(Regarding Wardian’s wrong turn, you can hear all about it from Iron Mike himself on Wednesday. When he took the wrong turn he knew where he was, remembers the RD explaining that it was tricky before the race, but ended up taking the trail instead of the road at that point.)

Aggressive Start
The men really took it out hard at UROC. I’m not sure if it was the Ortovox King of the Mountain prime ($200 and a pack) offered at the course’s high point 5.5 miles into the race, the highly variable terrain, or the fact that folks had less to lose stature-wise if they didn’t succeed given that this was a first year event. It also could have been the higher than usual proportion of ultra newbies and road speedsters among the elites (i.e., Scott Gall, Michael Wardian, Matt Flaherty, who were among the top 6 runners at all the aid stations before mile 20). Regardless of the cause, nearly 20 miles into the race Ian Sharman was running in 10th saying, “I think they’re running a 50k up there.” After the race, a few top dogs questioned whether they’d gone out to hard.

I’ve always thought that cash prizes and a deep elite field would make for a more aggressive race, but it’s not always played out that way or, at least, it hasn’t seemed to do so. Witness, the huge groups through the early aid stations at last year’s TNF EC Championships in San Francisco. I’d love to hear from those who competed at both that race and UROC to see if there was an actual difference in feel/tactics at the two races and, if there was a difference, why they think that is the case.

Being an outside observer, two possibilities I could think of for differing appearances of the early stages of TNF EC – SF and UROC are:

  1. There might be a deeper elite field at the more senior race (TNF EC) allowing for more folks to hang longer, but the early positions of Michael Owen and Ian Sharman through the first 10 miles of UROC (off the lead pack and out of the top 10 through the first 10 miles) suggest a different cause.
  2. The TNF EC course is more uniform in nature with its trails and unrelenting hills. Those who are likely to win are likely to find success throughout the race, including the beginning. In addition, many who are likely to find success have also raced each other or, at least, can find ways to reasonably compare their relative performances on reasonably similar courses. On the other hand, there’s a crazy amount of variability in the UROC course with runners of many backgrounds that limits common race history. Furthermore, there was no way of knowing what style of runner UROC would end up favoring. As a result, more conservative pack-based racing might take a backseat to a smoke-’em-if-you’ve-got-’em approach whenever the terrain, surface, and energy was favorable for a particular runner.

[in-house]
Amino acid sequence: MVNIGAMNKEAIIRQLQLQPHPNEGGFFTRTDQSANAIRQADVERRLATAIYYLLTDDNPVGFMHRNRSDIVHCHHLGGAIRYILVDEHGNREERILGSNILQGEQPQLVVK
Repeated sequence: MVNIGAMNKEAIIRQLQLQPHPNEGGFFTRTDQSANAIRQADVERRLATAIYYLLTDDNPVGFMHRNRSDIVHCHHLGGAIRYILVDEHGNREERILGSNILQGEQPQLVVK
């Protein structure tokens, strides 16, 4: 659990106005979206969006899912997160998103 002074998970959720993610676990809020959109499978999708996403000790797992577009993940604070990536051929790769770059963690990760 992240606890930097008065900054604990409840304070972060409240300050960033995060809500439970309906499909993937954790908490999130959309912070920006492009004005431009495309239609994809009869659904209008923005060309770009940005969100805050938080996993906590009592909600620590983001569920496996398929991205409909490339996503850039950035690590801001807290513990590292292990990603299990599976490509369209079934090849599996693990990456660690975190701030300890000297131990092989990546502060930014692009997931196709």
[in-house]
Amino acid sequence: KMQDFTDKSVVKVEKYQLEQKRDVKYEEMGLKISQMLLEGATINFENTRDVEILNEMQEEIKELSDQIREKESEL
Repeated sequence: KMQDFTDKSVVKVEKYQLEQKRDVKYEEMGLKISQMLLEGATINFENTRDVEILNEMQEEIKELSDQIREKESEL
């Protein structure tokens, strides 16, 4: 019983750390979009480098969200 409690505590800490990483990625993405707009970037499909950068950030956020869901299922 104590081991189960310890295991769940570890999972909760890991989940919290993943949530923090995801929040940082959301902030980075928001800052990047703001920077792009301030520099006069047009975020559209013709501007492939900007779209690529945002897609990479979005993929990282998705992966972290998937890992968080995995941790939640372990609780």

As with all ultras, there were plenty of DNFs among the elite field, including Dave Mackey, Dave James, Scott Gall, Michael Owen, and Jason Bryant. Two of these, Gall and Mackey, led virtually the entire race past the halfway mark. (James led for the first couple 100 meters and others may have led in the first few miles.) Mackey shared in an iRunFar comment, “Scott and I ran together quite a long stretch of the race and he said he may have gone out too hard. For my part, I just hit a brick wall at mile 30 that I knew I couldn’t overcome.” A couple of the other drops had folks admitting they simply didn’t have it in there bodies that day.

While I admire elites (or anyone) who gut out below-expectation finishes (Carpenter and Meltzer at Leadville and Koerner at UTMB are among my favorite), I’ve got no issue with elites dropping for big races and don’t wish to belabor the issue of DNFs. However, I’ll hypothesize that you’ll see more all-or-nothing performances in the future as more money comes into the sport. I don’t think that’s a dig on the character of the racers, new or veteran, as I think most folks want to finish what they start, but the money could lead folks to (1) toe the line when they’re less certain they’re fully prepared for a race and (2) go out closer to the edge of their capabilities early in a race and just see whether or not they have it on a given day. On the latter point, this could both lead to some tremendous performances when runners’ gambles pay off and make for some damn exciting races. Regardless of the reasons, there were four different leaders between mile 23 and 53 at UROC with huge gaps made up and lost rather than just a pack with a shifting leader.